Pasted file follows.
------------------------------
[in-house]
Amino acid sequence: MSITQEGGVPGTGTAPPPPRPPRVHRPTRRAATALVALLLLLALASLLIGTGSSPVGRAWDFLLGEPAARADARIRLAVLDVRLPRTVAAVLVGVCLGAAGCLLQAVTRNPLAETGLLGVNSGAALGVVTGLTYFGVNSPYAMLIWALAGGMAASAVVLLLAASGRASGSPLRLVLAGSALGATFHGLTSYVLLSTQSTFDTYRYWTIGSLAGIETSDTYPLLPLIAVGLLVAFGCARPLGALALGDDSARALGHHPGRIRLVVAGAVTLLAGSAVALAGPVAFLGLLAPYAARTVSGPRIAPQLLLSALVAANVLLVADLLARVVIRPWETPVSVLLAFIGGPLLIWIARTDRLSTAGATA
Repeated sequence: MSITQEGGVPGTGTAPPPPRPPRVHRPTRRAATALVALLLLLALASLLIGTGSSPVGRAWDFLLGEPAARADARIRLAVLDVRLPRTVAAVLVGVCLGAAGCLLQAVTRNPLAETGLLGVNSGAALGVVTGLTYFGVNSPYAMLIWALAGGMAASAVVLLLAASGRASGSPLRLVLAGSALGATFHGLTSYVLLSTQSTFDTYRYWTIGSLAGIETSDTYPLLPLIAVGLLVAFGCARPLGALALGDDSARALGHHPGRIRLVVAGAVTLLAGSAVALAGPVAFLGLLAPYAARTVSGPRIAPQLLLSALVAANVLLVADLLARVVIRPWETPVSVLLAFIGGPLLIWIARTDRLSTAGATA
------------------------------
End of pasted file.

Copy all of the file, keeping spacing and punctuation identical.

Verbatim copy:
[in-house]
Amino acid sequence: MSITQEGGVPGTGTAPPPPRPPRVHRPTRRAATALVALLLLLALASLLIGTGSSPVGRAWDFLLGEPAARADARIRLAVLDVRLPRTVAAVLVGVCLGAAGCLLQAVTRNPLAETGLLGVNSGAALGVVTGLTYFGVNSPYAMLIWALAGGMAASAVVLLLAASGRASGSPLRLVLAGSALGATFHGLTSYVLLSTQSTFDTYRYWTIGSLAGIETSDTYPLLPLIAVGLLVAFGCARPLGALALGDDSARALGHHPGRIRLVVAGAVTLLAGSAVALAGPVAFLGLLAPYAARTVSGPRIAPQLLLSALVAANVLLVADLLARVVIRPWETPVSVLLAFIGGPLLIWIARTDRLSTAGATA
Repeated sequence: MSITQEGGVPGTGTAPPPPRPPRVHRPTRRAATALVALLLLLALASLLIGTGSSPVGRAWDFLLGEPAARADARIRLAVLDVRLPRTVAAVLVGVCLGAAGCLLQAVTRNPLAETGLLGVNSGAALGVVTGLTYFGVNSPYAMLIWALAGGMAASAVVLLLAASGRASGSPLRLVLAGSALGATFHGLTSYVLLSTQSTFDTYRYWTIGSLAGIETSDTYPLLPLIAVGLLVAFGCARPLGALALGDDSARALGHHPGRIRLVVAGAVTLLAGSAVALAGPVAFLGLLAPYAARTVSGPRIAPQLLLSALVAANVLLVADLLARVVIRPWETPVSVLLAFIGGPLLIWIARTDRLSTAGATA